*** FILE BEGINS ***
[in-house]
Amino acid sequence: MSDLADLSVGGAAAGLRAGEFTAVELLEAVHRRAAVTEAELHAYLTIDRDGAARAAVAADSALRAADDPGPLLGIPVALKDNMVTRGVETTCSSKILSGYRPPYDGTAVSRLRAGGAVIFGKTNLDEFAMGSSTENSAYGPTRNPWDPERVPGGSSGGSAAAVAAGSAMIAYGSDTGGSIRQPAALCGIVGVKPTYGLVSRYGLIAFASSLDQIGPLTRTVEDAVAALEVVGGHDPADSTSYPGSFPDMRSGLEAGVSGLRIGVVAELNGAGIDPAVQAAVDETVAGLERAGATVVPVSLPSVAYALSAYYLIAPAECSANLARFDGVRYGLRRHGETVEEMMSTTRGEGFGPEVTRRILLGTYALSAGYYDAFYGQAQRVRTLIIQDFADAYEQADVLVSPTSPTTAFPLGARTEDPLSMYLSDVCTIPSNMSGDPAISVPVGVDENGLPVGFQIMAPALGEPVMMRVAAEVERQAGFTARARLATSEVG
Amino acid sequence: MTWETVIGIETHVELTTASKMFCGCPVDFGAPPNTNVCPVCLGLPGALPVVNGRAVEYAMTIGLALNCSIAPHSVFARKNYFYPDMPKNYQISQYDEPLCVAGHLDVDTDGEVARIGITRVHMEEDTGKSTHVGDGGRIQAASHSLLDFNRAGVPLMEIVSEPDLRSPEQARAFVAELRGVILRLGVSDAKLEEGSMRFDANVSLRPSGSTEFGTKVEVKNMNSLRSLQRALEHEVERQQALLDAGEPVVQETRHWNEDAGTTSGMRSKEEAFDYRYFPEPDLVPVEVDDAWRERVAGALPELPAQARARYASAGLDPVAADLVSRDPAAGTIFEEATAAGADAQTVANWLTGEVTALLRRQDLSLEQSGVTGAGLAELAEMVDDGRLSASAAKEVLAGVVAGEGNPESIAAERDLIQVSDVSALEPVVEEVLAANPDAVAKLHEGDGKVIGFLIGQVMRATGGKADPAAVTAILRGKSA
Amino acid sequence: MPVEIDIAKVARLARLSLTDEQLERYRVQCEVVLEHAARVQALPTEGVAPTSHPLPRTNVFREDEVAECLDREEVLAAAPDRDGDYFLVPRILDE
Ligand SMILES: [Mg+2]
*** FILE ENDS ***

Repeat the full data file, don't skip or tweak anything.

[in-house]
Amino acid sequence: MSDLADLSVGGAAAGLRAGEFTAVELLEAVHRRAAVTEAELHAYLTIDRDGAARAAVAADSALRAADDPGPLLGIPVALKDNMVTRGVETTCSSKILSGYRPPYDGTAVSRLRAGGAVIFGKTNLDEFAMGSSTENSAYGPTRNPWDPERVPGGSSGGSAAAVAAGSAMIAYGSDTGGSIRQPAALCGIVGVKPTYGLVSRYGLIAFASSLDQIGPLTRTVEDAVAALEVVGGHDPADSTSYPGSFPDMRSGLEAGVSGLRIGVVAELNGAGIDPAVQAAVDETVAGLERAGATVVPVSLPSVAYALSAYYLIAPAECSANLARFDGVRYGLRRHGETVEEMMSTTRGEGFGPEVTRRILLGTYALSAGYYDAFYGQAQRVRTLIIQDFADAYEQADVLVSPTSPTTAFPLGARTEDPLSMYLSDVCTIPSNMSGDPAISVPVGVDENGLPVGFQIMAPALGEPVMMRVAAEVERQAGFTARARLATSEVG
Amino acid sequence: MTWETVIGIETHVELTTASKMFCGCPVDFGAPPNTNVCPVCLGLPGALPVVNGRAVEYAMTIGLALNCSIAPHSVFARKNYFYPDMPKNYQISQYDEPLCVAGHLDVDTDGEVARIGITRVHMEEDTGKSTHVGDGGRIQAASHSLLDFNRAGVPLMEIVSEPDLRSPEQARAFVAELRGVILRLGVSDAKLEEGSMRFDANVSLRPSGSTEFGTKVEVKNMNSLRSLQRALEHEVERQQALLDAGEPVVQETRHWNEDAGTTSGMRSKEEAFDYRYFPEPDLVPVEVDDAWRERVAGALPELPAQARARYASAGLDPVAADLVSRDPAAGTIFEEATAAGADAQTVANWLTGEVTALLRRQDLSLEQSGVTGAGLAELAEMVDDGRLSASAAKEVLAGVVAGEGNPESIAAERDLIQVSDVSALEPVVEEVLAANPDAVAKLHEGDGKVIGFLIGQVMRATGGKADPAAVTAILRGKSA
Amino acid sequence: MPVEIDIAKVARLARLSLTDEQLERYRVQCEVVLEHAARVQALPTEGVAPTSHPLPRTNVFREDEVAECLDREEVLAAAPDRDGDYFLVPRILDE
Ligand SMILES: [Mg+2]